McDowell, Hegel and Allison’s Reading of Kant

  • Tom RockmoreEmail author
Part of the Studies in German Idealism book series (SIGI, volume 20)


This paper will consider John McDowell’s reading of Kant and Hegel through his reaction to Allison’s reading of Kant. Kant is obviously one of the very few key modern figures. In a sense, with respect to Kant there is a before and after. Many later thinkers, including Hegel and McDowell, react indirectly or even directly to Kant. McDowell’s claim that the real shows itself commits him, as it committed Heidegger and others, to an anti- or at least non-constructivist reading of the critical philosophy. Left unclear is whether he has in mind empirical realism, which is defended by all the German idealists including Kant, or metaphysical realism that, in my view, all of them reject. Since McDowell’s reading of Hegel depends on his reading of Kant, it will be useful to concentrate on the latter. And since his reading of Kant apparently depends on his reaction to Allison’s interpretation of Kant, I will focus on that particular approach in his writings. I should indicate at the outset that my interest is less to describe the views of McDowell, Kant, and Hegel, though it includes that task as well, than to determine what they contribute to our views of knowledge, or, following Kantian terminology, cognition (Erkennen). I will be arguing that Kant, whose position is ambiguous, advances two incompatible views of cognition, and that McDowell defends the one that Kant later wisely rejects, but that Hegel defends the one Kant later put forward and that we should now also be defending.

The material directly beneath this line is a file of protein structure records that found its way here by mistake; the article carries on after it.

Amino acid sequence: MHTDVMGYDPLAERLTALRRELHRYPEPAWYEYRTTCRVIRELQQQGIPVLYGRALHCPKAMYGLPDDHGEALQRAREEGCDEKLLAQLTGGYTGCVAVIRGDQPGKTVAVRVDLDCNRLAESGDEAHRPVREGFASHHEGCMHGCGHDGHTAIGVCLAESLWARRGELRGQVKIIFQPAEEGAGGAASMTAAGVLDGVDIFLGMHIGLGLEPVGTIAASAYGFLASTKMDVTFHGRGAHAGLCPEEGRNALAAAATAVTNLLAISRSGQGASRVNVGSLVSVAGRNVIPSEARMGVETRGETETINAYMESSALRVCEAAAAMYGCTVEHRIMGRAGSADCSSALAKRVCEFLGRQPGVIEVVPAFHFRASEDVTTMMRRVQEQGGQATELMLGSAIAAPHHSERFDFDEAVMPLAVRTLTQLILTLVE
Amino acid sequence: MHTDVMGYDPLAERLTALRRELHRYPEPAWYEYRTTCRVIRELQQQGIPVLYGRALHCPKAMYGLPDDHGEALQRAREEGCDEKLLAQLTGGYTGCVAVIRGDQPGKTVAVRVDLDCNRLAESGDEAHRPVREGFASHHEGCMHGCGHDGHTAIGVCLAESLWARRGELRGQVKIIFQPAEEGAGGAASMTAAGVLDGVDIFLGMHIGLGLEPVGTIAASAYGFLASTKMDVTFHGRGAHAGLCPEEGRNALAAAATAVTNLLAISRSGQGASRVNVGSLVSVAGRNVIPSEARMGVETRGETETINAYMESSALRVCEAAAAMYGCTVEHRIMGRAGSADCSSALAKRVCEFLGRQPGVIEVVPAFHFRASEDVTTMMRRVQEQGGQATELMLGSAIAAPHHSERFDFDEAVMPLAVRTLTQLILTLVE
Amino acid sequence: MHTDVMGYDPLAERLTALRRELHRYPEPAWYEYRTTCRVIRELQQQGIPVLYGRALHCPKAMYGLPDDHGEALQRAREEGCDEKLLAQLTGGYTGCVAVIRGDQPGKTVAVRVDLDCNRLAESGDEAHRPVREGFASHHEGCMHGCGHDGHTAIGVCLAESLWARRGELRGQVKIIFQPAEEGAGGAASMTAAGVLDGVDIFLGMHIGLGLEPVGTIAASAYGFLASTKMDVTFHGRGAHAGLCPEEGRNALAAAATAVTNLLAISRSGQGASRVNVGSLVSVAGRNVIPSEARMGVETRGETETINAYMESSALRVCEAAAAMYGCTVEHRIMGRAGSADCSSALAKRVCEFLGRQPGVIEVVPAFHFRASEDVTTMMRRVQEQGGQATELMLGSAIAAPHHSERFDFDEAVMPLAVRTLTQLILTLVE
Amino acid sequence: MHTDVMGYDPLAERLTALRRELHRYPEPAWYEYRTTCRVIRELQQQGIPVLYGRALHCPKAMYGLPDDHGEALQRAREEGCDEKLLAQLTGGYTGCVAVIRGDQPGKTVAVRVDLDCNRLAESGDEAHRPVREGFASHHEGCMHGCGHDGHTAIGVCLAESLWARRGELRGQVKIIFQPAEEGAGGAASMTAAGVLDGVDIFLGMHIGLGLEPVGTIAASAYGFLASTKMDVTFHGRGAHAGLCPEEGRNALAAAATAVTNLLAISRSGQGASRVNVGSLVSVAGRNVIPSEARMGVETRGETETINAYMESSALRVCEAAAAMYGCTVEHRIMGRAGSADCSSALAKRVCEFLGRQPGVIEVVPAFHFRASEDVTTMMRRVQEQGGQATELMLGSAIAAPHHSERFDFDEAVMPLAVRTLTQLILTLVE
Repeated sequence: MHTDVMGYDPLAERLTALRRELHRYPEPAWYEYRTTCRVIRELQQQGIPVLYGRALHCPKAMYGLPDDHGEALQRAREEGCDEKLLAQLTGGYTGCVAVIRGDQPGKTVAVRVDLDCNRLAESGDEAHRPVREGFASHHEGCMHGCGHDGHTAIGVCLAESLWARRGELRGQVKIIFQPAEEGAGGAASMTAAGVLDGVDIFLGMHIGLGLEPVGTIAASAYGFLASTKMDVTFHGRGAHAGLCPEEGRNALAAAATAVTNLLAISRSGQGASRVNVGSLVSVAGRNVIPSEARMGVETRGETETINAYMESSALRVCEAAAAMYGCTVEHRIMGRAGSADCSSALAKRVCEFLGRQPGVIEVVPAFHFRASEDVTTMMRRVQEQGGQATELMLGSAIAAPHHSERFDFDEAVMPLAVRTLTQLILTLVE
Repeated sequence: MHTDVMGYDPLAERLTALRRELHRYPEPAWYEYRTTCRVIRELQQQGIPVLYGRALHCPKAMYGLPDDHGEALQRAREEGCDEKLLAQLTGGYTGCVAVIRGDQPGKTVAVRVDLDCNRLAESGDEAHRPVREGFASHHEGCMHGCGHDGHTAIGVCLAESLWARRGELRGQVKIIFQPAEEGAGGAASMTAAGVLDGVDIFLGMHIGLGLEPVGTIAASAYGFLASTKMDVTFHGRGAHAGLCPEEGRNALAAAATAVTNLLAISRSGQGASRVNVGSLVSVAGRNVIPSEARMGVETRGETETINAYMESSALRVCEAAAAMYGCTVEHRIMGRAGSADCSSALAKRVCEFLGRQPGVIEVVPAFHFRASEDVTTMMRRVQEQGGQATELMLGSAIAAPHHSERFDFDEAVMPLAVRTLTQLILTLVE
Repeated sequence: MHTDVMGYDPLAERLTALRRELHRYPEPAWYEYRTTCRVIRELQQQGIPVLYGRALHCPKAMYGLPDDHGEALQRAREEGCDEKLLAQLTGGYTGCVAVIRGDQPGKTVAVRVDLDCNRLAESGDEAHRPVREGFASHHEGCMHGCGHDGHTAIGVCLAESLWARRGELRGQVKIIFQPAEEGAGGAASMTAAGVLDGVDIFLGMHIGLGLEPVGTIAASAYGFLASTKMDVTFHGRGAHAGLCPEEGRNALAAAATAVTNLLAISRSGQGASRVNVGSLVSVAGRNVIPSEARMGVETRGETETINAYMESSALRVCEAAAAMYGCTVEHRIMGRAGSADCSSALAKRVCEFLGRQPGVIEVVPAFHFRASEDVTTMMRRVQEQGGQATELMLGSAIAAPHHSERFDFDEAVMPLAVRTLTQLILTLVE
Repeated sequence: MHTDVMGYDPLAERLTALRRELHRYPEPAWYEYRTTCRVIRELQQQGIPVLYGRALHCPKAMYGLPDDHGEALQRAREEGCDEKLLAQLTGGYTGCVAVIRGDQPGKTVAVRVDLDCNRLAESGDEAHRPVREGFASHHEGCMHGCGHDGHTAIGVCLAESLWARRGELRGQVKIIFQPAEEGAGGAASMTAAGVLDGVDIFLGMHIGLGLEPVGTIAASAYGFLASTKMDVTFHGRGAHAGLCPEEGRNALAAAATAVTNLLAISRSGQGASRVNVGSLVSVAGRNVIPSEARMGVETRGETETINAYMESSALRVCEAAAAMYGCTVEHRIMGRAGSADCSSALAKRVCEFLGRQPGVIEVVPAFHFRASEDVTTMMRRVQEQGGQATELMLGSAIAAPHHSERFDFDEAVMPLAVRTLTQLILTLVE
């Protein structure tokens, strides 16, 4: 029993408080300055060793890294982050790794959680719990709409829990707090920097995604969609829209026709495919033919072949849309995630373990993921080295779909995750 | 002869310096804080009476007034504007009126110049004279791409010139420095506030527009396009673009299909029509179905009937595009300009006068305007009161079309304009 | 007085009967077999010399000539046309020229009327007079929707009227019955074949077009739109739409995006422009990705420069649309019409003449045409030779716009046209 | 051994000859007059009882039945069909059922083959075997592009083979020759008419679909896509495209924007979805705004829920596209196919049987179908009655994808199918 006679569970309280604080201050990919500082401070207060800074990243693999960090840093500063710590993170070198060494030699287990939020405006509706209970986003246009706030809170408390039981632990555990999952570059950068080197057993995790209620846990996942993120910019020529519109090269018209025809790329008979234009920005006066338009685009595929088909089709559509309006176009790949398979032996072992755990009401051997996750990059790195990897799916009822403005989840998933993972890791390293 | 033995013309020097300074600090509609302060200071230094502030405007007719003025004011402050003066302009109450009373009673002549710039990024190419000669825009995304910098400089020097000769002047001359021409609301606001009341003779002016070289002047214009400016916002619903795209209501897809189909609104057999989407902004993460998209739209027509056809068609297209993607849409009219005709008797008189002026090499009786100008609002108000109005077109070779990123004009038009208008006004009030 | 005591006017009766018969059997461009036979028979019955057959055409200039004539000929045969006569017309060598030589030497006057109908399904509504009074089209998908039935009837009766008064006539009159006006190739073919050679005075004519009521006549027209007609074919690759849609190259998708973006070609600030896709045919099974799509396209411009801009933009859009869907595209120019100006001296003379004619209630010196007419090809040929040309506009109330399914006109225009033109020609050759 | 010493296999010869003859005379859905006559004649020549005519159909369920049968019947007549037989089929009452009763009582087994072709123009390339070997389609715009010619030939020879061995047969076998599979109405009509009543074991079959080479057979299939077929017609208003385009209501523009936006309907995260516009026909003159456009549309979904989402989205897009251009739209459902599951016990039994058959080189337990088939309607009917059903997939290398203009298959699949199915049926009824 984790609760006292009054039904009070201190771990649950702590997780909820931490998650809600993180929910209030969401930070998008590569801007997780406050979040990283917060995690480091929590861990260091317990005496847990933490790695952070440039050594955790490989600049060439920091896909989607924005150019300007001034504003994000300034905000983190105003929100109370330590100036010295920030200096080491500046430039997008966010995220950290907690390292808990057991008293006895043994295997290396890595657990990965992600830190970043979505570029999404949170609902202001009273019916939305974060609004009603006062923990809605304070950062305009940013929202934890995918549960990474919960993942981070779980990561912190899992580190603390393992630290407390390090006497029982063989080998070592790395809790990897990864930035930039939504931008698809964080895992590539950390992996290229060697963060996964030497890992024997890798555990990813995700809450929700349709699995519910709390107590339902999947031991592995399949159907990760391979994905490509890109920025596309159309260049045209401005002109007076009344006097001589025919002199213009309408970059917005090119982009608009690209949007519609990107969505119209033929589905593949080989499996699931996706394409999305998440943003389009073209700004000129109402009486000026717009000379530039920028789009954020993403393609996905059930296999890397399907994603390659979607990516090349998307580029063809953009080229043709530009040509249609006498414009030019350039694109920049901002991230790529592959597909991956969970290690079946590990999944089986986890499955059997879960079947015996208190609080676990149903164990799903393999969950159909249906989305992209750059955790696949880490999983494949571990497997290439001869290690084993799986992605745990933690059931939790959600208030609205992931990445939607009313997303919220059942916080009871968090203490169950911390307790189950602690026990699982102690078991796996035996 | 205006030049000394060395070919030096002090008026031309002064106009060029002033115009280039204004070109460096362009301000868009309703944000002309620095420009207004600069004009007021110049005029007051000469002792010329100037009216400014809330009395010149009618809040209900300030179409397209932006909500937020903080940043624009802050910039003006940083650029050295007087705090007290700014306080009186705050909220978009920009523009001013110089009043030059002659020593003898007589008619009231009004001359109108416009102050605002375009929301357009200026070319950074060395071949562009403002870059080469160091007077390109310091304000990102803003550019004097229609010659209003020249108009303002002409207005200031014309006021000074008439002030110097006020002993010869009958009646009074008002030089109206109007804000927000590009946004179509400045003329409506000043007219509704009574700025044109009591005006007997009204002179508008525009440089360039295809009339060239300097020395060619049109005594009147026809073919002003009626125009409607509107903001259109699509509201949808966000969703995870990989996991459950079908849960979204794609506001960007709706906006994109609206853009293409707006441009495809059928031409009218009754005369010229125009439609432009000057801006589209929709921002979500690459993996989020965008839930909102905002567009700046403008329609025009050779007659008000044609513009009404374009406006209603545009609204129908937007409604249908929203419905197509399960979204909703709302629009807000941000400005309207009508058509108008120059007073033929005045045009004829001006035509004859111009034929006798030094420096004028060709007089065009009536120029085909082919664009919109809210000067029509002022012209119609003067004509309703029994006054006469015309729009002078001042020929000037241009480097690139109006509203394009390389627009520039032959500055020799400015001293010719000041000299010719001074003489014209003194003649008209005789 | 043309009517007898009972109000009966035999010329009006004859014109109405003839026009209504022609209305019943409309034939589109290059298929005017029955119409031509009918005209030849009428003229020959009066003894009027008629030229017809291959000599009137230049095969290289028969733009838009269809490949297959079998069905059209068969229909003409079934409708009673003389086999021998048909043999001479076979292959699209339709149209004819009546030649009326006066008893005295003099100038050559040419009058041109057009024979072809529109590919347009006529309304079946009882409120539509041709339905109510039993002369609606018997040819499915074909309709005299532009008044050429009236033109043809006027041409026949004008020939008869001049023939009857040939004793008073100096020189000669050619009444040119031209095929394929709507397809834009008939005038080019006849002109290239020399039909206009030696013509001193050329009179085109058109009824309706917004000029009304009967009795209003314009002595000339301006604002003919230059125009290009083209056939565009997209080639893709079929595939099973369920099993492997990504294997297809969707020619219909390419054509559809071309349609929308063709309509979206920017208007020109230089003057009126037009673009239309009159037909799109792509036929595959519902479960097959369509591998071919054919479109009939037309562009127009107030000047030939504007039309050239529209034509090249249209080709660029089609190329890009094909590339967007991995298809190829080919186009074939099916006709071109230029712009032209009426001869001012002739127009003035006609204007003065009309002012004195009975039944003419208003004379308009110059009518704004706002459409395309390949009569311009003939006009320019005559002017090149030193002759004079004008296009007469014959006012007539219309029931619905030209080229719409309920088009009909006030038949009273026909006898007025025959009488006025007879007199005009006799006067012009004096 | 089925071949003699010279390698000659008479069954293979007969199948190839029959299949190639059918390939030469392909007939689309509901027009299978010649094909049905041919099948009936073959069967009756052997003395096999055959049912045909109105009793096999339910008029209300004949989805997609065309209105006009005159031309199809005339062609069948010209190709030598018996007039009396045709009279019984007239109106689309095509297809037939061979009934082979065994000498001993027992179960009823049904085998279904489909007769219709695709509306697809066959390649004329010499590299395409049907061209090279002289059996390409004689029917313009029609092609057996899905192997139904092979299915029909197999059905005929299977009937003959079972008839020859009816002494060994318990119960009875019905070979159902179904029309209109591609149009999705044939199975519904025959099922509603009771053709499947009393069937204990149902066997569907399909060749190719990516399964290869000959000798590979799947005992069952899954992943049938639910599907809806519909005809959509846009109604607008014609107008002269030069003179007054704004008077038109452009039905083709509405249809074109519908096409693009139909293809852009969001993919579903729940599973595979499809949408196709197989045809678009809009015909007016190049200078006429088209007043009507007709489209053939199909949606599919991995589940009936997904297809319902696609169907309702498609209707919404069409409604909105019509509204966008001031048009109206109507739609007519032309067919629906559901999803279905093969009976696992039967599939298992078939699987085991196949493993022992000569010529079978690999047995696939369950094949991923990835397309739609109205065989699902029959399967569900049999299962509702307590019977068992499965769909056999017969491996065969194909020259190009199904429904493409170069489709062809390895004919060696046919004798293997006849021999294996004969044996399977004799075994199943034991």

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© Springer Nature Switzerland AG 2018

Authors and Affiliations

  1. 1.Department of PhilosophyPeking UniversityBeijingChina

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